BJP Highlights

Free Range week one: The highlights

© Olimpia Piccolo

Following the opening week of the largest graduate showcase in Europe, BJP-online presents a round-up of eight photographers who impressed

Each year, a new batch of photography and fine-art graduates from universities across the UK gather to exhibit their work at Free Range, which takes place over two weeks in London’s Old Truman Brewery. The event provides a space for graduates to curate, exhibit, and get noticed in the capital.

Following the end of week one of photography shows, BJP-online spotlights eight graduates that stood out.

OLIMPIA PICCOLO

University of the West of England, Bristol

Leaving Italy to study in the UK was a pivotal move for Olimpia Piccolo. “The person who most intensely lived this transition was my mother,” says the 21-year-old photographer. “This series documents how we have both responded to this change and the roller coaster of emotions we faced in two different countries.”

At Free Range, Piccolo presented three large-scale prints alongside a book, titled All Good and Very Happy, which includes vivid and playful still lifes and portraits, inspired by the colours of Guy Bourdain and the absurd compositions of Alex Prager. “I wouldn’t be where I am today without the influence and motivation that their work has given me,” says Piccolo.

olimpiapiccolo.com

© Olimpia Piccolo

LAUREN HARRIS

University of Westminster, London

“I am intrigued by lives that are often far removed from my own,” says Lauren Harris, who worked with Islington Boxing Club to produce a series that offers an alternative perspective on the sport and our understanding of masculinity more broadly.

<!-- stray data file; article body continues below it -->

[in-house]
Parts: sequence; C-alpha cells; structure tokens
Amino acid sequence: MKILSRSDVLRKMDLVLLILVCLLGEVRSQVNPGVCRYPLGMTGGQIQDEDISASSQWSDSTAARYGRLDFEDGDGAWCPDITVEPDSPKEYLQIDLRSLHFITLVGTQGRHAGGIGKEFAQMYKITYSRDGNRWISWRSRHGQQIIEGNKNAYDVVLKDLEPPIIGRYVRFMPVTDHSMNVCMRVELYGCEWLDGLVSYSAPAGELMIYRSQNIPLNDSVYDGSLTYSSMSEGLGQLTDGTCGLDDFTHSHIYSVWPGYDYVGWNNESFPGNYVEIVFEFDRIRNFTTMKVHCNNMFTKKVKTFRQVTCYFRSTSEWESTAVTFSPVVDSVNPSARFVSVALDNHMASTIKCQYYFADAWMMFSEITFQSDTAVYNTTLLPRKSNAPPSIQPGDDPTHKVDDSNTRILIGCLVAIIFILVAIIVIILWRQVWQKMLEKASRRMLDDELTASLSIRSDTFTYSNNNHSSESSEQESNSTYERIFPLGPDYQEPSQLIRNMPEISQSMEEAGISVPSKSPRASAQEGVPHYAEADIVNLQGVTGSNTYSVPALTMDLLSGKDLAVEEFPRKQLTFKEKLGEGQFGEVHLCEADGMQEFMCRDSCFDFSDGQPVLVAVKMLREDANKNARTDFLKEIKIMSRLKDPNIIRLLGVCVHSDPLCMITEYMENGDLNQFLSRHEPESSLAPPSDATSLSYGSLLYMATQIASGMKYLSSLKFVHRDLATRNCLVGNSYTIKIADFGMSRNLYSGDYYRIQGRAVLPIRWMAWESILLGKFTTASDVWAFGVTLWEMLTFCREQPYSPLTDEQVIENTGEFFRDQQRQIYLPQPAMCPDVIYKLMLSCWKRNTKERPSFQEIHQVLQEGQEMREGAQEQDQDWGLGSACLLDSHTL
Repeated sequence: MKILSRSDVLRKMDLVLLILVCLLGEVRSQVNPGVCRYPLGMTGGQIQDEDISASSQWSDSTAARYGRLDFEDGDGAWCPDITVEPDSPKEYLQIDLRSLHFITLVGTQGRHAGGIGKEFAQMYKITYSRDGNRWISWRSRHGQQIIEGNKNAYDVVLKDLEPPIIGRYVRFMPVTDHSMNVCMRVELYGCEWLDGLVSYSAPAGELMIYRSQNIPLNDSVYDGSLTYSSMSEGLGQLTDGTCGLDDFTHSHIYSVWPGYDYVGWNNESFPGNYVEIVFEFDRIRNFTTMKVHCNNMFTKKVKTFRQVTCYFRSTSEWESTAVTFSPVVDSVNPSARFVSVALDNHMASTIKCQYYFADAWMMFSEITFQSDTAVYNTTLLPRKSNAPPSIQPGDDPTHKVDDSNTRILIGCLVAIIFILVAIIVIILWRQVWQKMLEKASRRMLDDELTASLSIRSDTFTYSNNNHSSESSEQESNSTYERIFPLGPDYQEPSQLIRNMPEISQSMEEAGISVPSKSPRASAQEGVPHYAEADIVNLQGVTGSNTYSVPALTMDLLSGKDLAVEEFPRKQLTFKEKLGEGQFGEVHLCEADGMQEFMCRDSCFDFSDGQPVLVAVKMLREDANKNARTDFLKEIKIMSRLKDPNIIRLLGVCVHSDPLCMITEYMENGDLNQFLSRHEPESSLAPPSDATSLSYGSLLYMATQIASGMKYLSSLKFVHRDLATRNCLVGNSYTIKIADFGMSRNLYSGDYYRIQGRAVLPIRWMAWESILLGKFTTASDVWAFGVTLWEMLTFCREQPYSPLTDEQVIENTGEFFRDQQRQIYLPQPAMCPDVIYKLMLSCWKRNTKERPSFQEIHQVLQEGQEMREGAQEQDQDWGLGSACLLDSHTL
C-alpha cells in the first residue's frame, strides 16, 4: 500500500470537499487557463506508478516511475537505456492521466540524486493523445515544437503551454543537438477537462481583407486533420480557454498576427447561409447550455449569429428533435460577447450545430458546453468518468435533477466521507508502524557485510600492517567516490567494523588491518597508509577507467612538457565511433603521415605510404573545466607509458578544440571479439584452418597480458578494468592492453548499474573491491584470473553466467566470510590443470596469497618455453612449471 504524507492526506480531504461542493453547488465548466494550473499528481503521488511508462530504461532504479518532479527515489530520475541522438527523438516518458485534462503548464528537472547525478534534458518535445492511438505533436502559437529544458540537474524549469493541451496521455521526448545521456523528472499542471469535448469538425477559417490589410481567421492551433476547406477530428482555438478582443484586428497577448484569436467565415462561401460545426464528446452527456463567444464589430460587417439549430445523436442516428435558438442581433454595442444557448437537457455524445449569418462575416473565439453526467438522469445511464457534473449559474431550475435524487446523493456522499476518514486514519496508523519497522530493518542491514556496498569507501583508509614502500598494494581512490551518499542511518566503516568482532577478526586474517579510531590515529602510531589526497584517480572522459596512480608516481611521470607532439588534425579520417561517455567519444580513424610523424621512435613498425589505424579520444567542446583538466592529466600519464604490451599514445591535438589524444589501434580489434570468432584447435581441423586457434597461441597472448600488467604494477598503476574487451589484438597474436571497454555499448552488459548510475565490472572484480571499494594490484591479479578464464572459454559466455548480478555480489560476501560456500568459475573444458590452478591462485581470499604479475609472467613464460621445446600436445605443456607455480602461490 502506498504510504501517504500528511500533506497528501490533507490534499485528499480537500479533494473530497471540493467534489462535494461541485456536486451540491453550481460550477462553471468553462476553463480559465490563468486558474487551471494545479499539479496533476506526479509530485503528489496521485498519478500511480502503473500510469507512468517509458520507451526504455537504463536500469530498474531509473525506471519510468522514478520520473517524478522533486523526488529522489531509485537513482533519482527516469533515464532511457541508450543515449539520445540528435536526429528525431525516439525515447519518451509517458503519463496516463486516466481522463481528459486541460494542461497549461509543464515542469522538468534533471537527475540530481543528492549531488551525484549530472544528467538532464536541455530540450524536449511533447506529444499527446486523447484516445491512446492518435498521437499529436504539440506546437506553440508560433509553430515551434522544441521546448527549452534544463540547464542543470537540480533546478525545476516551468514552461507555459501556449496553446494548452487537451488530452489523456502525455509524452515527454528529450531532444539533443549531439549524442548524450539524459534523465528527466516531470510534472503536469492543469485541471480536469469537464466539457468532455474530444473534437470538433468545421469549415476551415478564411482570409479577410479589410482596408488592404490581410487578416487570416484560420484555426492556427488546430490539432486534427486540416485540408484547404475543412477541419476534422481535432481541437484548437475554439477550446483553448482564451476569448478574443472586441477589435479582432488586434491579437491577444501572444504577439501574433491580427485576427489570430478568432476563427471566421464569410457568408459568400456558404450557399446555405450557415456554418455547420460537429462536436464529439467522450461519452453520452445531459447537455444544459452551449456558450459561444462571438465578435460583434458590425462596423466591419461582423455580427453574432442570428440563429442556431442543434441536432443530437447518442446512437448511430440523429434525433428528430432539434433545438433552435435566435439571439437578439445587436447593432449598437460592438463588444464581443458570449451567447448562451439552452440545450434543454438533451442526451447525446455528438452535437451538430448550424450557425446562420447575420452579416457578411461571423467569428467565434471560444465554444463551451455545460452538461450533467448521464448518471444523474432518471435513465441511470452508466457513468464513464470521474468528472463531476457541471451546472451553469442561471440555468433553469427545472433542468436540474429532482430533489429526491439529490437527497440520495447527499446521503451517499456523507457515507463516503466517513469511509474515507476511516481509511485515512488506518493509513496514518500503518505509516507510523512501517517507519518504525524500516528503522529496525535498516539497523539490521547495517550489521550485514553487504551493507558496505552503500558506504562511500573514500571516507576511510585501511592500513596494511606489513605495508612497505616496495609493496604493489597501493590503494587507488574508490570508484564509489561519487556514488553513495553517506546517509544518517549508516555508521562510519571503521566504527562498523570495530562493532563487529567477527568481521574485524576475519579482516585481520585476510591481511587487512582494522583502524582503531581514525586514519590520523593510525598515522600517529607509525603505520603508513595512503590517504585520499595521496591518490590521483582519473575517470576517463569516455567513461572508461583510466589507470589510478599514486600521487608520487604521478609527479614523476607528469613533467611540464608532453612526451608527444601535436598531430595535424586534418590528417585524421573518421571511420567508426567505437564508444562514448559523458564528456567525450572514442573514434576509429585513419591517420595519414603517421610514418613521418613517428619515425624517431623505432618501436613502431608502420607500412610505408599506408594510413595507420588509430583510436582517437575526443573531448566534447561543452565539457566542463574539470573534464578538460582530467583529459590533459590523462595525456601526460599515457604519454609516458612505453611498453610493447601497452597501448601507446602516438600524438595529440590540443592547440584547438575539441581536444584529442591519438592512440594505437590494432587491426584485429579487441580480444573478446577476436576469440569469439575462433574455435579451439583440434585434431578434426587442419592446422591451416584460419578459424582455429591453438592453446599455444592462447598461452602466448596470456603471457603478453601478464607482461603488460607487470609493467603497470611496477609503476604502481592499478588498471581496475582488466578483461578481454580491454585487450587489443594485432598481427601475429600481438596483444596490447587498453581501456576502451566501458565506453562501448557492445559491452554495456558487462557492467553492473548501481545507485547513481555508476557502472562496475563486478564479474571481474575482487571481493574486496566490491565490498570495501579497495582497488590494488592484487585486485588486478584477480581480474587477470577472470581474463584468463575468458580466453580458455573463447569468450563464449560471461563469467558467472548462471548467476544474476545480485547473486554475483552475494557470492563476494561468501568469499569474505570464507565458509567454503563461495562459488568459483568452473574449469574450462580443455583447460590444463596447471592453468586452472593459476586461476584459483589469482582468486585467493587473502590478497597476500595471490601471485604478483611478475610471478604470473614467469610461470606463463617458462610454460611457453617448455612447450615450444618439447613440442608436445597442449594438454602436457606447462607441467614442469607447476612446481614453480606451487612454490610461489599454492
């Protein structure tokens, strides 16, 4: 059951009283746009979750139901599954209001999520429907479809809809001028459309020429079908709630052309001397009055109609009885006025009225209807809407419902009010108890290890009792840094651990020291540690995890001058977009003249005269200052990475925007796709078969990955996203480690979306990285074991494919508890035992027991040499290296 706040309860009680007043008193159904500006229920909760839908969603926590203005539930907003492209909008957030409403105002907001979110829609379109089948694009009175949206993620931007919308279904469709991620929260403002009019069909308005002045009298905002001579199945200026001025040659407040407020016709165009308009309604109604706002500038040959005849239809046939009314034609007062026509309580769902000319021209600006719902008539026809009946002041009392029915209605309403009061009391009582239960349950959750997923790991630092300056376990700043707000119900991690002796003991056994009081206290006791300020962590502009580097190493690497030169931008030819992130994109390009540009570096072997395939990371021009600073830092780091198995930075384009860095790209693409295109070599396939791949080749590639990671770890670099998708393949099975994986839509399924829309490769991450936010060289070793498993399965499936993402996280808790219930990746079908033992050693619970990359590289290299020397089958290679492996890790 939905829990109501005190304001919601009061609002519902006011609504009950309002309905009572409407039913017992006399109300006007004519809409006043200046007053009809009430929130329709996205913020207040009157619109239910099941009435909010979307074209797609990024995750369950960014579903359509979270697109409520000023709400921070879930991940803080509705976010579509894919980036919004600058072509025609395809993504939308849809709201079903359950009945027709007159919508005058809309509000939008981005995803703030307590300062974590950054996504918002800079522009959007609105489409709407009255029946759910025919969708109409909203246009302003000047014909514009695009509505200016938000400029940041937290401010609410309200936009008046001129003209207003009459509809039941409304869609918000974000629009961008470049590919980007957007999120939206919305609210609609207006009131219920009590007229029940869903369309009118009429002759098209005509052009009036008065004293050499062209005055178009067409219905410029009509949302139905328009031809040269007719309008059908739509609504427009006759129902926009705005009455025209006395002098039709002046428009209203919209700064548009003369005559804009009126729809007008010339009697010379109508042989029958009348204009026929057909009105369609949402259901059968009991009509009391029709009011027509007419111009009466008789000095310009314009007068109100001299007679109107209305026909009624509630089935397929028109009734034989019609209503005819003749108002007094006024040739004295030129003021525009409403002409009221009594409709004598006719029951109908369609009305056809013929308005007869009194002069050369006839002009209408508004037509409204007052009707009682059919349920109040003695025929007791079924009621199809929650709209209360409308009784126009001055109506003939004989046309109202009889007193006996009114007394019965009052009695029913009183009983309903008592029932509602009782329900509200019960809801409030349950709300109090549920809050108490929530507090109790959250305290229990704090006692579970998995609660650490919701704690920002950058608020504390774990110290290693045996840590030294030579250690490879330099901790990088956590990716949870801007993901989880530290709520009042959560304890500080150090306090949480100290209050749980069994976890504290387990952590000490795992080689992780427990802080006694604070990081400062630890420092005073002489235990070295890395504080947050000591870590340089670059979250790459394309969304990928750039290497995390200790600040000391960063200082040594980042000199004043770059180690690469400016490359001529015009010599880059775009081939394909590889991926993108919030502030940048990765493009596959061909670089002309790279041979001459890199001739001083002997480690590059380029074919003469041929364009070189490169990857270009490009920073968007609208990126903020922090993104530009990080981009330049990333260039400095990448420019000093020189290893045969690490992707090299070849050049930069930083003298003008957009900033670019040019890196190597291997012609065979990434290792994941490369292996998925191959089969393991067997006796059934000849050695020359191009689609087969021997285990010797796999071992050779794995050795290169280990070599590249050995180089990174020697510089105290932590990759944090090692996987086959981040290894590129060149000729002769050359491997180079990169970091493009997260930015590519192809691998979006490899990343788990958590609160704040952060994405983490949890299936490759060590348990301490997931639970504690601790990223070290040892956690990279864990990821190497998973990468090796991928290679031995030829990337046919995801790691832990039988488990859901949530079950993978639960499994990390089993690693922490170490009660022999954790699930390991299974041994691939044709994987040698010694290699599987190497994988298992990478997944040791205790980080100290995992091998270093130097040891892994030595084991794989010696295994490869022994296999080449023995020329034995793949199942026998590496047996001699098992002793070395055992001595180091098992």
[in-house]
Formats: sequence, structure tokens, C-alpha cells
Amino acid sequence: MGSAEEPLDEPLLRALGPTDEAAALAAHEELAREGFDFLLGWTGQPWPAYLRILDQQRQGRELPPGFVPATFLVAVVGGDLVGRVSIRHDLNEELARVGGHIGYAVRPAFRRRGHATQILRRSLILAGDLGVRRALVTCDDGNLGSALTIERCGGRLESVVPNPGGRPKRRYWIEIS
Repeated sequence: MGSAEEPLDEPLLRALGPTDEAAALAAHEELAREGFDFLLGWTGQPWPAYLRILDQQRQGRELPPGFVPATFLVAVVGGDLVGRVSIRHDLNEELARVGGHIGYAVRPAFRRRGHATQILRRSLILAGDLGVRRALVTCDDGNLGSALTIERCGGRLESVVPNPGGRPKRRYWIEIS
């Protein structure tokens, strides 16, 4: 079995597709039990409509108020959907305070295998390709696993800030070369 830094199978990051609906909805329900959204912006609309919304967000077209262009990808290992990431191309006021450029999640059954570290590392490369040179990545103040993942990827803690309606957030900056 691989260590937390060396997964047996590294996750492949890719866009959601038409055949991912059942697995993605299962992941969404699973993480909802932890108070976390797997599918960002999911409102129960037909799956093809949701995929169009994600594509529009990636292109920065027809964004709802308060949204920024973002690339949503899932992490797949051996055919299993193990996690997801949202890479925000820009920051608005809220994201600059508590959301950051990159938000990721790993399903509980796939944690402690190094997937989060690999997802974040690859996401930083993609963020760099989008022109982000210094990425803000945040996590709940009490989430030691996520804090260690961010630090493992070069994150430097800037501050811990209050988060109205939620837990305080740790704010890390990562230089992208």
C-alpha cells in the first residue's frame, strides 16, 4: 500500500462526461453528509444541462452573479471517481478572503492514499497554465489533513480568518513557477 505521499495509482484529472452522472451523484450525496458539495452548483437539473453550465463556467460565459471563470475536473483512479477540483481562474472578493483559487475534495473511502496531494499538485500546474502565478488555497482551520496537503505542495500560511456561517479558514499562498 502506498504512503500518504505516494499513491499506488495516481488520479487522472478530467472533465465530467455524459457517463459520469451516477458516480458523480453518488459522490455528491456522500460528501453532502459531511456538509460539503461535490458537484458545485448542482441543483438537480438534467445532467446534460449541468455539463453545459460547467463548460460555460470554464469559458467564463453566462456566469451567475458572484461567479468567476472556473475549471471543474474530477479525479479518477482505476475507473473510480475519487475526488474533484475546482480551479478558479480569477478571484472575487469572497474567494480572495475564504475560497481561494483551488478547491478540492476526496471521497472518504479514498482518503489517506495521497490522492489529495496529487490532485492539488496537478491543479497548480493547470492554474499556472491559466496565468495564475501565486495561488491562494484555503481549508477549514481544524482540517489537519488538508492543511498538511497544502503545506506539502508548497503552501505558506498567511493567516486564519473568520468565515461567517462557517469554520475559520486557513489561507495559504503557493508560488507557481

“The camera is the perfect tool for capturing my observations,” says Harris. “I try to collaborate with my subjects, and making these images over several months allowed me to build relationships and create intimate images”.

laurengharris.co.uk

© Lauren Harris

KÍRA KRÁSZ

University of Brighton

In Kíra Krász’s intricate installation, Thought after Taught, photographs printed on dainty sheets of old paper are pinned up among rows of nails, connected by pieces of thread. 

The series explores the subjects of education and knowledge; its presentation references the work of the abstract artist Paul Klee, and his metaphor of the tree as a shape of transmission. Krász was selected as a runner-up in this year’s Free Range awards.

@kirakrasz

© Kíra Krász

KAMILA LOZINSKA

University of the West of England

“I have questioned my faith from a young age,” says Kamila Lozinska, who was raised in Poland, a country where “Christianity is deeply embedded within the political system”. In her degree show, Thin Places, Lozinska reflects on the power of religious belief and devotion, reflecting on her own relationship with her faith and how it shaped her identity.

Intrigued by the “energy and mysticism” of Christian pilgrimage sites in Poland, the photographer created a series of images, some of which are based on stories about religious experiences. “Through these images I attempt to look into foundations of believing and, in a way, the reasons for it,” explains Lozinska.

kamilalozinska.com

© Kamila Lozinka

JENNIFER FORWARD-HAYTER

Middlesex University, London